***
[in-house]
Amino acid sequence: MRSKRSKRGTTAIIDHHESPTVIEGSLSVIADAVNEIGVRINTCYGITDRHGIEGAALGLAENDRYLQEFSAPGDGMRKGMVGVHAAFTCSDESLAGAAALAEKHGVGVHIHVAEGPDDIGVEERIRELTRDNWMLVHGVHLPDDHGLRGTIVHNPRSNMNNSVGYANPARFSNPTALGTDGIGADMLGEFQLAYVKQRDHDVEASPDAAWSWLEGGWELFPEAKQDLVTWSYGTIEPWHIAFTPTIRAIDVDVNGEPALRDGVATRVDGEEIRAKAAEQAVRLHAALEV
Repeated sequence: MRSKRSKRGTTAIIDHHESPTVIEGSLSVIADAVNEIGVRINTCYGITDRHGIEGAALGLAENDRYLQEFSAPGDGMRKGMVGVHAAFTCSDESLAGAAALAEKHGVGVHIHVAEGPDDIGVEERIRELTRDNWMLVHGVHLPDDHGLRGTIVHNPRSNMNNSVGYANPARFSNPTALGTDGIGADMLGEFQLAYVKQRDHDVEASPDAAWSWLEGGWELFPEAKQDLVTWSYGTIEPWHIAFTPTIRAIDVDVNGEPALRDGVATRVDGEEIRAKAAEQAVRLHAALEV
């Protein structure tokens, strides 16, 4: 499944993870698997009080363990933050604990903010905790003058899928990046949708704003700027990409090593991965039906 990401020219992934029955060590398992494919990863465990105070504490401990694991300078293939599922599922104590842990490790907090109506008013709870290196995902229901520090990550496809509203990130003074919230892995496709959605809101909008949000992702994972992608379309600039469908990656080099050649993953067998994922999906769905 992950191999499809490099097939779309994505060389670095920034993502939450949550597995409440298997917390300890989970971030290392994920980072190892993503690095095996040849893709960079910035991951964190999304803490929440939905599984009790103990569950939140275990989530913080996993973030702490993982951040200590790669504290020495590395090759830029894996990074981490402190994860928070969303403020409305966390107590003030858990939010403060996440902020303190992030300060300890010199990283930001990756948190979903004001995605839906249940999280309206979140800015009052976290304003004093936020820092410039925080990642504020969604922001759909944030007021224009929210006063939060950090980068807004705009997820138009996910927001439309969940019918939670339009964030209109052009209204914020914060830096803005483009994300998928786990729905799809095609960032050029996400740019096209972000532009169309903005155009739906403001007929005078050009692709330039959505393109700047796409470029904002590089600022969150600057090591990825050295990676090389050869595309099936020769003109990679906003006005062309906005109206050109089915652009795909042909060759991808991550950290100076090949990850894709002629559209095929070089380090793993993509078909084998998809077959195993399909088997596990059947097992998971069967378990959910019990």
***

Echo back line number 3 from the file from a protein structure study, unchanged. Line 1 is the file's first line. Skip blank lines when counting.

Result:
Repeated sequence: MRSKRSKRGTTAIIDHHESPTVIEGSLSVIADAVNEIGVRINTCYGITDRHGIEGAALGLAENDRYLQEFSAPGDGMRKGMVGVHAAFTCSDESLAGAAALAEKHGVGVHIHVAEGPDDIGVEERIRELTRDNWMLVHGVHLPDDHGLRGTIVHNPRSNMNNSVGYANPARFSNPTALGTDGIGADMLGEFQLAYVKQRDHDVEASPDAAWSWLEGGWELFPEAKQDLVTWSYGTIEPWHIAFTPTIRAIDVDVNGEPALRDGVATRVDGEEIRAKAAEQAVRLHAALEV